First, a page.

Britain voted to break away from the European Union on Friday, toppling Prime Minister David Cameron and dealing a thunderous blow to the 60-year-old bloc, one that sent world markets plummeting on Friday. Cameron announced he would step down to make way for a new leader by early October after voters opted to exit the 28-nation alliance in defiance of his predictions of economic disaster and isolation. Britons, many of them worried about immigration, decided 52 percent to 48 percent in favor of quitting the bloc by a margin of more than 1 million votes, according to the final results from Thursday's referendum. "The British people have voted to leave the European Union, and their will must be respected," Cameron said, as the shockwave of their decision sent the sterling back against the dollar, while global stocks and oil plummeted. Britain will be the first country in the history of the EU to leave, the culmination of decades of suspicion over European aims of creating an ever-closer political union. The result – after a deeply polarizing and often vitriolic campaign – also threatens the very unity of the United Kingdom, with Scotland unwilling to follow the rest of the country out of the EU. The Conservative prime minister promised to try to "steady the ship" over the next few months, but said a new leader should be installed by early October.
"I do not think it would be right for me to try to be the captain that steers our country to its next destination," he said outside his official Downing Street residence in London.
The bookmakers' favorite to replace him is former London mayor Boris Johnson, a rival from within his ruling Conservative Party who was the figurehead for the "Leave" camp. "Let June 23 go down in our history as our independence day," said top anti-EU campaigner Nigel Farage, leader of the U.K. Independence Party, who had promised Britons the chance to retake power from Brussels and rein in high immigration.
"We've done it! We've won!" shouted anti-EU campaigners during festivities in an office block in Westminster, popping open champagne bottles as the referendum results came in. "Out! Out! Out!" they chanted as dawn broke.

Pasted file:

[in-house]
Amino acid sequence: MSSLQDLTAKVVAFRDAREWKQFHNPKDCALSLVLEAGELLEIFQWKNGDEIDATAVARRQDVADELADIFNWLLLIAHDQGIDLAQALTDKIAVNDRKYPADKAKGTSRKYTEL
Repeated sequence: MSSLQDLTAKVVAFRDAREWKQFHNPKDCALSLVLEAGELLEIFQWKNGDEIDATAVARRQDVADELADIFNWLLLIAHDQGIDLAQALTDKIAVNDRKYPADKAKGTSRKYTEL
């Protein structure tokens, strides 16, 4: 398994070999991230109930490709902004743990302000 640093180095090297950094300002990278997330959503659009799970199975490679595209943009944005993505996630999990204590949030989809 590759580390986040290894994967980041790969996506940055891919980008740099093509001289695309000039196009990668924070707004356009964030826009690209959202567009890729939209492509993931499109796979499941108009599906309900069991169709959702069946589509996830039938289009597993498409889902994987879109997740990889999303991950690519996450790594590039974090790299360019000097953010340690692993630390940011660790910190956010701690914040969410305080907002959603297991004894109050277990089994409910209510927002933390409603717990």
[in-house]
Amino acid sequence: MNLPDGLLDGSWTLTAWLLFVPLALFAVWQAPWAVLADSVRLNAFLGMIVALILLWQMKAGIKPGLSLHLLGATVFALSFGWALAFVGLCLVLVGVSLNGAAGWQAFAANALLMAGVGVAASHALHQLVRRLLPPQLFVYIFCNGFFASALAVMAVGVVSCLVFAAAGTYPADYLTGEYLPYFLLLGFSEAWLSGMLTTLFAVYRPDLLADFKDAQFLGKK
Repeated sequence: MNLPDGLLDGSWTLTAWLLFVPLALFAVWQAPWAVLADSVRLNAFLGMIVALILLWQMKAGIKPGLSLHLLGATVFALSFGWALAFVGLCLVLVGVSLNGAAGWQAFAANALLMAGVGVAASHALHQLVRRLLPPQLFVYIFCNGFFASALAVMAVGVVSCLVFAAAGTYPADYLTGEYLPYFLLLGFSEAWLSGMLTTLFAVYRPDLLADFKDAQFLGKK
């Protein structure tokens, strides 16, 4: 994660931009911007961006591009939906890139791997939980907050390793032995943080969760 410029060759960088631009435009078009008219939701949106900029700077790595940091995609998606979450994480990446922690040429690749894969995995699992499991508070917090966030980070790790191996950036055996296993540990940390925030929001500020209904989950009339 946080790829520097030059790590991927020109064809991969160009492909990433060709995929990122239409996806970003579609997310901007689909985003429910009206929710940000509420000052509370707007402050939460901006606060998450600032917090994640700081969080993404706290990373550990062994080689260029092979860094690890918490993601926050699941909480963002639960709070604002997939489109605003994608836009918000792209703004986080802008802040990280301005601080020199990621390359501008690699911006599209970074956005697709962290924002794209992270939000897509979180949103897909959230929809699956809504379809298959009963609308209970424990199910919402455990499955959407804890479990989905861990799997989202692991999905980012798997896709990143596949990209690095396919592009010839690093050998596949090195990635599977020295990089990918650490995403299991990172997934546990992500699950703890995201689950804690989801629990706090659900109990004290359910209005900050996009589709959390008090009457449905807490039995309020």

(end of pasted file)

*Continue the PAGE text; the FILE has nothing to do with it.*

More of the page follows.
Immigration and an erosion of financial security have become rallying cries for populists across Europe, just as they have for Donald Trump's campaign in the U.S. presidential election. Trump hailed the British vote as he arrived in Scotland to unveil a refurbishment of his Trump Turnberry golf course, shortly after the results became clear. "I think it's a great thing. I think it's a fantastic thing," he told reporters.
The result of the vote caused the pound to fall 10 percent to touch a 31-year low of $1.3229. European stock markets dropped around 8 percent at the opening bell. British banking shares lost a quarter of their value in morning trade.
Voters appeared to have to shrugged off warnings that a Brexit would create a budget hole requiring spending cuts and tax increases, once they lose unfettered trade access to the EU.
The referendum means the world's fifth-largest economy must now go it alone in the global economy, launching lengthy exit negotiations with the bloc and brokering new deals with all the countries it now trades with under the EU's umbrella.
European Commission chief Jean-Claude Juncker has warned that the EU will "not be bending over backwards" to help Britain in those negotiations. Analysts say it could take the island nation a decade to secure new trade accords.
In a worst-case scenario, the International Monetary Fund has warned that the British economy could sink into recession next year, and overall economic output would be 5.6 percent lower than otherwise forecast by 2019, with unemployment rising back above six percent.
Thousands of jobs in the City, London's financial hub, could be transferred to Frankfurt or Paris, top companies have warned. The Brexit camp has argued that the business world will adapt quickly, with Britain's flexible and dynamic economy buoyed by new economic partners and selective immigration.
The campaign has left Britain riven in two, marked by the brutal murder of pro-"Remain" British lawmaker Jo Cox, a mother of two who was stabbed, shot and left bleeding to death on the pavement a week ahead of the vote.
Two years after Scotland voted in a referendum to remain in the U.K. First Minister Nicola Sturgeon has said a new independence vote is "definitely on the table" after Britain voted against the majority will expressed by Scots. "Scotland sees its future as part of the EU," Sturgeon told television news after the vote.
Northern Ireland, which is part of the U.K., is now faced with the prospect of customs barriers for trade with EU-member, the Republic of Ireland. Irish republicans Sinn Fein called for a vote on Irish unity following the referendum.
Leaders of the European Union, a bloc born out of a determination to forge lasting peace after two world wars, will open a two-day summit on Tuesday to grapple with the British decision.
The leaders said Britain will remain a member of the bloc until its exit negotiations are concluded, which probably means at least two years longer. The leaders of the EU's institutions said Friday that "until this process of negotiations is over, the United Kingdom remains a member of the European Union, with all the rights and obligations that derive from this."
They said in a statement that under the bloc's treaties "EU law continues to apply to the full in the United Kingdom until it is no longer a member."